American Institute of Physics

Bright, laser-based lighting devices

As a modern culture, we crave artificial white lights—the brighter the better, and ideally using less energy than ever before. To meet the ever-escalating demand for more lighting in more places and to ...

Sep 27, 2013
4.7 / 5 (16) 2 | with audio podcast

Densest array of carbon nanotubes grown to date

Carbon nanotubes' outstanding mechanical, electrical and thermal properties make them an alluring material to electronics manufacturers. However, until recently scientists believed that growing the high density ...

Sep 20, 2013
5 / 5 (14) 0 | with audio podcast

New technology for bioseparation

Separating target molecules in biological samples is a critical part of diagnosing and detecting diseases. Usually the target and probe molecules are mixed and then separated in batch processes that require ...

Sep 17, 2013
5 / 5 (2) 0

To touch the microcosmos

What if you could reach through a microscope to touch and feel the microscopic structures under the lens? In a breakthrough that may usher in a new era in the exploration of the worlds that are a million ...

Sep 13, 2013
5 / 5 (8) 0 | with audio podcast

The '50-50' chip: Memory device of the future?

A new, environmentally-friendly electronic alloy consisting of 50 aluminum atoms bound to 50 atoms of antimony may be promising for building next-generation "phase-change" memory devices, which may be the ...

Sep 13, 2013
4.2 / 5 (11) 2 | with audio podcast

Growing thin films of germanium

Researchers have developed a new technique to produce thin films of germanium crystals—key components for next-generation electronic devices such as advanced large-scale integrated circuits and flexible ...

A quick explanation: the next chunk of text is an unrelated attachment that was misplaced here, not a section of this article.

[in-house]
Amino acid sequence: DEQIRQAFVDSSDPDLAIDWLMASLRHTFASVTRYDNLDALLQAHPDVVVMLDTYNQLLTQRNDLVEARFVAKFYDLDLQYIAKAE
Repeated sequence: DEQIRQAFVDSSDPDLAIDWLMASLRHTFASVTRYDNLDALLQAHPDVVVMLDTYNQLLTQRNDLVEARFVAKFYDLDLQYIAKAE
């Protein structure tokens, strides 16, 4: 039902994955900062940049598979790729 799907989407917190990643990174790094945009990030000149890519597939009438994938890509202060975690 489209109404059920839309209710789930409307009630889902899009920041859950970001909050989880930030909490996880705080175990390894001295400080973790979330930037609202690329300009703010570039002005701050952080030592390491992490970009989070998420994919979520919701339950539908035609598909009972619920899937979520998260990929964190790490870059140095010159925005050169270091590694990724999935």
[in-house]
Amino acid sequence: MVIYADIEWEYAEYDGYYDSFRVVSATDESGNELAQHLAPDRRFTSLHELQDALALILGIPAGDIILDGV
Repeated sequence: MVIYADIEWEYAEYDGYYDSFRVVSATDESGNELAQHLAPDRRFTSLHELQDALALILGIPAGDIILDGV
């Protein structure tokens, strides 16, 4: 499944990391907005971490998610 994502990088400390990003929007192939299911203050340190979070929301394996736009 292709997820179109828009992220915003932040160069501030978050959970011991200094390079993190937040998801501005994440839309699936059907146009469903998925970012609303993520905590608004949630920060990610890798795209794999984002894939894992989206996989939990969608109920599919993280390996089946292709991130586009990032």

Sep 06, 2013
4.5 / 5 (10) 0 | with audio podcast

Can solar energy help save Greece?

What happens to renewable energy programs in a country that gets whacked by a full-scale debt crisis, like the one that struck Greece beginning in 2009—do the programs whither and die in the winds of austerity? And how ...

Aug 14, 2013
3.3 / 5 (3) 3 | with audio podcast

Computer model predicts red blood cell flow

Adjacent to the walls of our arterioles, capillaries, and venules—the blood vessels that make up our microcirculation—there exists a peculiar thin layer of clear plasma, devoid of red blood cells. Although it is just ...

Aug 13, 2013
5 / 5 (1) 0

Simulating flow from volcanoes and oil spills

Some time around 37,000 BCE a massive volcano erupted in the Campanian region of Italy, blanketing much of Europe with ash, stunting plant growth and possibly dooming the Neanderthals. While our prehistoric relatives had ...

Aug 12, 2013
4 / 5 (1) 0